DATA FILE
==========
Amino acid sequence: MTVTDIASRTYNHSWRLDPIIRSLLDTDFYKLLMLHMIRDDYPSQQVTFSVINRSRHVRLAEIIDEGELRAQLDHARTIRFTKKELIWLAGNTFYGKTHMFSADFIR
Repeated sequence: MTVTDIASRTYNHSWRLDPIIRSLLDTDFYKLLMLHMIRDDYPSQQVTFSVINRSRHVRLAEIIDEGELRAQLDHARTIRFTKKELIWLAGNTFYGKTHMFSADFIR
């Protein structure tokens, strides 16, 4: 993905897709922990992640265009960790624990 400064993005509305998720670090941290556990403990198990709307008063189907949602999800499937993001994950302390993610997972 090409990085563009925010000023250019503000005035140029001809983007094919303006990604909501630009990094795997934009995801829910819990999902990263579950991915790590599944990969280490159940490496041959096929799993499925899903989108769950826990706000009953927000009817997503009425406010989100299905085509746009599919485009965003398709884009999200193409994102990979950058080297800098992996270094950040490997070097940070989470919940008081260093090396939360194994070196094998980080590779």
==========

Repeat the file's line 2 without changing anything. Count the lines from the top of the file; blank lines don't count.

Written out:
Repeated sequence: MTVTDIASRTYNHSWRLDPIIRSLLDTDFYKLLMLHMIRDDYPSQQVTFSVINRSRHVRLAEIIDEGELRAQLDHARTIRFTKKELIWLAGNTFYGKTHMFSADFIR